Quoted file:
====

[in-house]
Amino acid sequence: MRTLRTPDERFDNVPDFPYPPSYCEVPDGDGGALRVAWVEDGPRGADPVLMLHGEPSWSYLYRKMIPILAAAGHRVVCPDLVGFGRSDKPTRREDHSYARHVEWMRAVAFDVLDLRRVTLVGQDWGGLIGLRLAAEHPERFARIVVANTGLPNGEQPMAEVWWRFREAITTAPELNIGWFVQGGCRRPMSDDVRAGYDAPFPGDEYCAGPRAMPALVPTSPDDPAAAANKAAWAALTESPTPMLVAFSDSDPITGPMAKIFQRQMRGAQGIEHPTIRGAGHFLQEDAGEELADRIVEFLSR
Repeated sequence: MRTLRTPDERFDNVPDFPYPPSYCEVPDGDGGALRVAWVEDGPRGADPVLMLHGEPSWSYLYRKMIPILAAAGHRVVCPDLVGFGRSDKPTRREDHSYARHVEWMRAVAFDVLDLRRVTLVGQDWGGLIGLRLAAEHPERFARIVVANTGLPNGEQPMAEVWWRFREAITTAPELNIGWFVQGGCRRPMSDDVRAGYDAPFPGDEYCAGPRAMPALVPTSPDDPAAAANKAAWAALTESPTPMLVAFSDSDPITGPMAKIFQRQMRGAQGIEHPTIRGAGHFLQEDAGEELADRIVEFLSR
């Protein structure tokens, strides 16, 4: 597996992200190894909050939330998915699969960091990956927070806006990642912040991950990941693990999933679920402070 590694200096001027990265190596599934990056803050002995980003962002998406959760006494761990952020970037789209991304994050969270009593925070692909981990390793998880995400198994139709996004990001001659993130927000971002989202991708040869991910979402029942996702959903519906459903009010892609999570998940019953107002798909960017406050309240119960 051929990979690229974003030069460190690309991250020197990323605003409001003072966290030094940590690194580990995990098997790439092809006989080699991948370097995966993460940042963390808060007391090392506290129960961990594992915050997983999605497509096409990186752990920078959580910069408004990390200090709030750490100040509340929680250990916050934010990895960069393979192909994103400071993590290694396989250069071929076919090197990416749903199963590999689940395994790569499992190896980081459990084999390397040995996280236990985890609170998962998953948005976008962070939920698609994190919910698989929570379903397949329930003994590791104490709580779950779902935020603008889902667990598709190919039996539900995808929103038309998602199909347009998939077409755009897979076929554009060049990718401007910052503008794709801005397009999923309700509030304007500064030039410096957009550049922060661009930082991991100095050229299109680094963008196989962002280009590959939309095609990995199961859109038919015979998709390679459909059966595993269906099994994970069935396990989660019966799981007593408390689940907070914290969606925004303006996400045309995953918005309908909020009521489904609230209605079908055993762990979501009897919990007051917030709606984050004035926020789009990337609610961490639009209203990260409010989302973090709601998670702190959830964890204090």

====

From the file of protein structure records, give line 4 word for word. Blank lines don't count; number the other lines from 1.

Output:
């Protein structure tokens, strides 16, 4: 597996992200190894909050939330998915699969960091990956927070806006990642912040991950990941693990999933679920402070 590694200096001027990265190596599934990056803050002995980003962002998406959760006494761990952020970037789209991304994050969270009593925070692909981990390793998880995400198994139709996004990001001659993130927000971002989202991708040869991910979402029942996702959903519906459903009010892609999570998940019953107002798909960017406050309240119960 051929990979690229974003030069460190690309991250020197990323605003409001003072966290030094940590690194580990995990098997790439092809006989080699991948370097995966993460940042963390808060007391090392506290129960961990594992915050997983999605497509096409990186752990920078959580910069408004990390200090709030750490100040509340929680250990916050934010990895960069393979192909994103400071993590290694396989250069071929076919090197990416749903199963590999689940395994790569499992190896980081459990084999390397040995996280236990985890609170998962998953948005976008962070939920698609994190919910698989929570379903397949329930003994590791104490709580779950779902935020603008889902667990598709190919039996539900995808929103038309998602199909347009998939077409755009897979076929554009060049990718401007910052503008794709801005397009999923309700509030304007500064030039410096957009550049922060661009930082991991100095050229299109680094963008196989962002280009590959939309095609990995199961859109038919015979998709390679459909059966595993269906099994994970069935396990989660019966799981007593408390689940907070914290969606925004303006996400045309995953918005309908909020009521489904609230209605079908055993762990979501009897919990007051917030709606984050004035926020789009990337609610961490639009209203990260409010989302973090709601998670702190959830964890204090």